FYI March 26, 2020

On This Day

1636 – Utrecht University is founded in the Netherlands.
Utrecht University (UU; Dutch: Universiteit Utrecht, formerly Rijksuniversiteit Utrecht) is a university in Utrecht, the Netherlands. Established 26 March 1636, it is one of the oldest universities in the Netherlands. In 2016, it had an enrolment of 29,425 students, and employed 5,568 faculty and staff.[5] In 2011, 485 PhD degrees were awarded and 7,773 scientific articles were published. The 2013 budget of the university was €765 million.[6]

Utrecht University has been placed in the top 100 universities in the world by four major ranking tables. The university is rated as the best university in the Netherlands by the Shanghai Ranking of World Universities 2013, and ranked as the 13th best university in Europe and the 52nd best university of the world.

The university’s motto is “Sol Iustitiae Illustra Nos,” which means “Sun of Justice, shine upon us.” This motto was gleaned from a literal Latin Bible translation of Malachi 4:2. (Rutgers University, having a historical connection with Utrecht University, uses a modified version of this motto.) Utrecht University is led by the University Board, consisting of prof. dr. Henk Kummeling (Rector Magnificus), prof. dr. Anton Pijpers (Chair) and prof. mr. Annetje Ottow (Vice Chair).



Born On This Day

1859 – Adolf Hurwitz, Jewish German-Swiss mathematician and academic (d. 1919)
Adolf Hurwitz (German: [ˈaːdɔlf ˈhʊʁvɪts]; 26 March 1859 – 18 November 1919) was a German mathematician who worked on algebra, analysis, geometry and number theory.

Early life
He was born in Hildesheim, then part of the Kingdom of Hanover, to a Jewish family and died in Zürich, in Switzerland. His father Salomon Hurwitz, a merchant, was not particularly well off. Hurwitz’s mother, Elise Wertheimer, died when he was only three years old.[1] Family records indicate that he had siblings and cousins, but their names have yet to be confirmed except for an older brother, Julius, with whom he developed an arithmetical theory for complex continued fractions in around 1890.[2] Hurwitz entered the Realgymnasium Andreanum in Hildesheim in 1868. He was taught mathematics there by Hermann Schubert.[3] Schubert persuaded Hurwitz’s father to allow him to go to university, and arranged for Hurwitz to study with Felix Klein at Munich.[3] Salomon Hurwitz could not afford to send his son to university, but his friend, Mr Edwards, agreed to help out financially.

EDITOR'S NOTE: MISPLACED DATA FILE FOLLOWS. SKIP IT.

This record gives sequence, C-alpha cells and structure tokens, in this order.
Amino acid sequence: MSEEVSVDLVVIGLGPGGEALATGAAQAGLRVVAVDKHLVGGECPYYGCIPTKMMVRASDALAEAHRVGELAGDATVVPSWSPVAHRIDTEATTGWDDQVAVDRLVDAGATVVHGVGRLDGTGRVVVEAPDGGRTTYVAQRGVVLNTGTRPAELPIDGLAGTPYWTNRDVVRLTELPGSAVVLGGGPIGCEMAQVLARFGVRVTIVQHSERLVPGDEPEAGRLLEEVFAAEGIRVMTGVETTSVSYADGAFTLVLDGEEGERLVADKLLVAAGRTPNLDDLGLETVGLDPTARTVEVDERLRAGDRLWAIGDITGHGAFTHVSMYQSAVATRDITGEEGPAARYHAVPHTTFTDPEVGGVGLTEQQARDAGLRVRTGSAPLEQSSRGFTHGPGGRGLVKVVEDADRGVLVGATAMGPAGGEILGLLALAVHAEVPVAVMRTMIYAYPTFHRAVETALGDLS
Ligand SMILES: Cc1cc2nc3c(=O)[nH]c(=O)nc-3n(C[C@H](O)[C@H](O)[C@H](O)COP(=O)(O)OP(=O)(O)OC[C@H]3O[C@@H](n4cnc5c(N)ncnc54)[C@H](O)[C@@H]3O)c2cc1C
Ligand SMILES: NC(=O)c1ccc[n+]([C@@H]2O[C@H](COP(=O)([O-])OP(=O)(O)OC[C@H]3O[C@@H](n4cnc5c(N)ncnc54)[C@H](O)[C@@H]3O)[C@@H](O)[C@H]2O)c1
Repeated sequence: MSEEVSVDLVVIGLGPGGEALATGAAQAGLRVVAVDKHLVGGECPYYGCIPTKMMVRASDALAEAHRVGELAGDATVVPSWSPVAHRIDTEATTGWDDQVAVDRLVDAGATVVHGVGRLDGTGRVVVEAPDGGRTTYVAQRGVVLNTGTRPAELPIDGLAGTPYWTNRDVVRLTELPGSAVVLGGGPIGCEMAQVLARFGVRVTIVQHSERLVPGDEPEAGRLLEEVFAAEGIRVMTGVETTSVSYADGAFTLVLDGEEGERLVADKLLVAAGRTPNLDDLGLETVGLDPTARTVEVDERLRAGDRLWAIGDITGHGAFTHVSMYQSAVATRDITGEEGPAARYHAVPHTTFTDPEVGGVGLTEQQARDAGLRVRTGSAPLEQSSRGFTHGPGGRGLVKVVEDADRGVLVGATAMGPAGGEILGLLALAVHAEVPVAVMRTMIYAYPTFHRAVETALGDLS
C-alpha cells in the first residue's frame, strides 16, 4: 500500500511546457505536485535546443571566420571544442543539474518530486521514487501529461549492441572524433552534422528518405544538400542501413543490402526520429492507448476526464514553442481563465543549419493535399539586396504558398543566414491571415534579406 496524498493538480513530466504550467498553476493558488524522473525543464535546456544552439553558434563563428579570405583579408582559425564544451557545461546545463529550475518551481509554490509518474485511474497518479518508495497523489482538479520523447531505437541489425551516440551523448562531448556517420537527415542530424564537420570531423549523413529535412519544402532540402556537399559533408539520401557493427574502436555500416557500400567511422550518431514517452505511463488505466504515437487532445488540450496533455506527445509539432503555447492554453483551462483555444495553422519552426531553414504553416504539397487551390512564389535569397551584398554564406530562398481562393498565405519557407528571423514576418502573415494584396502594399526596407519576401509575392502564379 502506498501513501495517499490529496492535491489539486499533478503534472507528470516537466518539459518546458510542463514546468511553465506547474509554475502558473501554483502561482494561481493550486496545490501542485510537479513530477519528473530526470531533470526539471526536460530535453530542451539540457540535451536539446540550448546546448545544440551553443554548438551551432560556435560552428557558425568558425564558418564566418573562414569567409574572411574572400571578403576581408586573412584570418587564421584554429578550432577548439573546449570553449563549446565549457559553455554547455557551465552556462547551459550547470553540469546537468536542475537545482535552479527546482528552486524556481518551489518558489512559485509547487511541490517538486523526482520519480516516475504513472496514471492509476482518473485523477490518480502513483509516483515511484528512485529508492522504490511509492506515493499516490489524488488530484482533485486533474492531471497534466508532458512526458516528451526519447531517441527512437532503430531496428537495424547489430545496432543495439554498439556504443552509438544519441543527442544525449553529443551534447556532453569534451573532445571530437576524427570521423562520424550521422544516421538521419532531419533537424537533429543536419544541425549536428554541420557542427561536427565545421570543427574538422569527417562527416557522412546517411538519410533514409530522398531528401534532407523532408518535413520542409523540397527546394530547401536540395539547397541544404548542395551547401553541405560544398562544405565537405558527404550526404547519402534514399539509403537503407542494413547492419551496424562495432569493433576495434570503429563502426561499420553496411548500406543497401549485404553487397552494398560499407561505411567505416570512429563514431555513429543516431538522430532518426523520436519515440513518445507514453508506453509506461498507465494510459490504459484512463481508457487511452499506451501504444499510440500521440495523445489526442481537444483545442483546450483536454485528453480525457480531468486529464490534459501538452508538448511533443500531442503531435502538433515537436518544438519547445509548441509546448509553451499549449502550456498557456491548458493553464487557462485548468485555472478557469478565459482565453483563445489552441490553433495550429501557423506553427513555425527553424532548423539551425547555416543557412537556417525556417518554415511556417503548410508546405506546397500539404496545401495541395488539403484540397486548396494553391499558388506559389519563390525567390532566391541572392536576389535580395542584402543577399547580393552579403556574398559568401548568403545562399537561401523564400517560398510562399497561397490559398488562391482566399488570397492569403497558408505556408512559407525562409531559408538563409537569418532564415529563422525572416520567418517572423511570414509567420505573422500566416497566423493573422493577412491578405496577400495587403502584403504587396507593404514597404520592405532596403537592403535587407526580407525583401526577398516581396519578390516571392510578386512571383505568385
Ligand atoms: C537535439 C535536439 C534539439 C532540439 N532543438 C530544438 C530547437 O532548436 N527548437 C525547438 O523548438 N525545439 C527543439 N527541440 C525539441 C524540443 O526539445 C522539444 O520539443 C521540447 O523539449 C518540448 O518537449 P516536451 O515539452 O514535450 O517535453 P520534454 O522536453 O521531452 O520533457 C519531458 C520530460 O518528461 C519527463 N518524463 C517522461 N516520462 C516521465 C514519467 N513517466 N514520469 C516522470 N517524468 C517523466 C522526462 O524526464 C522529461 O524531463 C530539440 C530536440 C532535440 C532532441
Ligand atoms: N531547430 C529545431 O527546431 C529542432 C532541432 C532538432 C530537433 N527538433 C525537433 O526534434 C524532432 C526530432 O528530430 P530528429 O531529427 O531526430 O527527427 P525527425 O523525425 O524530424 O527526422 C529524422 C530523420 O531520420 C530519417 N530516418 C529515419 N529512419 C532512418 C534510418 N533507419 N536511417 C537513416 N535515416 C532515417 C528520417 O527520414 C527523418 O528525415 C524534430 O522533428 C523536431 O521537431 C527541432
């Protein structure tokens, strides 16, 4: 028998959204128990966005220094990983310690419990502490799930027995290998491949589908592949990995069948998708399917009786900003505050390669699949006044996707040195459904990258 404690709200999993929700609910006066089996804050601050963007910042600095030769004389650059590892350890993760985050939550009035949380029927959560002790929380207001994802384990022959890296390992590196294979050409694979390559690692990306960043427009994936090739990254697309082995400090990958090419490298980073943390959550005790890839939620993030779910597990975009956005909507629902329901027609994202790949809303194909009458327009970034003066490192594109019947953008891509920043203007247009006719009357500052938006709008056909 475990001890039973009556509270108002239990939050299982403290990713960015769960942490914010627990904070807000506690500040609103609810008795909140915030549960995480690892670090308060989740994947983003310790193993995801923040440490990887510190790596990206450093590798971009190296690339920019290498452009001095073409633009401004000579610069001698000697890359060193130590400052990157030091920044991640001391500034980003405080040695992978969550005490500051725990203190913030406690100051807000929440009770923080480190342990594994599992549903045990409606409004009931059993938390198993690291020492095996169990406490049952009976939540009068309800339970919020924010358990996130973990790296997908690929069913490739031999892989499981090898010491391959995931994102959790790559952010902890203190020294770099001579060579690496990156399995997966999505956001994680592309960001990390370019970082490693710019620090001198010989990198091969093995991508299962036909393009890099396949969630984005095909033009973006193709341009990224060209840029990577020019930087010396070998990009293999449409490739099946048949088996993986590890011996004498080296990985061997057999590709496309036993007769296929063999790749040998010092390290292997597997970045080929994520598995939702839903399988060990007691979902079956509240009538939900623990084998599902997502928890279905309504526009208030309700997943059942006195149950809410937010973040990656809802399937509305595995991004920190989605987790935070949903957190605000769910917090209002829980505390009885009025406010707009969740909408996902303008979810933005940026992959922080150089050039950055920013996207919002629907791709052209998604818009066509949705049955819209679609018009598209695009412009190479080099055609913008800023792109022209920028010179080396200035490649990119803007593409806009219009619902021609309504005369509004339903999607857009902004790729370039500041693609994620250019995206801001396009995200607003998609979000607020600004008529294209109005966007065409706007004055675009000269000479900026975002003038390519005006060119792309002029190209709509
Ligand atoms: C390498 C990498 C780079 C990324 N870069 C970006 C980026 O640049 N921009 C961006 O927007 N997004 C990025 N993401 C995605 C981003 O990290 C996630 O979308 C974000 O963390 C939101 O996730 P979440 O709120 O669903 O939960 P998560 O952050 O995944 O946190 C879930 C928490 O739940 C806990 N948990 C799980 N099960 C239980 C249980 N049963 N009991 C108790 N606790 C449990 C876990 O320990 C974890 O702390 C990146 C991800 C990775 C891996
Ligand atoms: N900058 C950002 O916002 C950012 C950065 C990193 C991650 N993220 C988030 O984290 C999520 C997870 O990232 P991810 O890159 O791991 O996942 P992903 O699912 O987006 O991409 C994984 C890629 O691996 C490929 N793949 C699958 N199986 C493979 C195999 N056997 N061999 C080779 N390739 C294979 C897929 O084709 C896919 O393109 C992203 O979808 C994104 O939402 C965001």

By Fiberartsy: How to Make T Shirt Yarn From an Old Tee!
By unbottled: Living Heart Succulent Planter


Food Network Kitchen: No-Knead Peasant Bread
By Betty Crocker Kitchens: 300-Calorie Slow-Cooker Suppers
Chocolate Covered Katie: Pantry Staple Recipes
Rashanda Cobbins, Food Editor, Taste of Home: 65 Crock-Pot Freezer Meals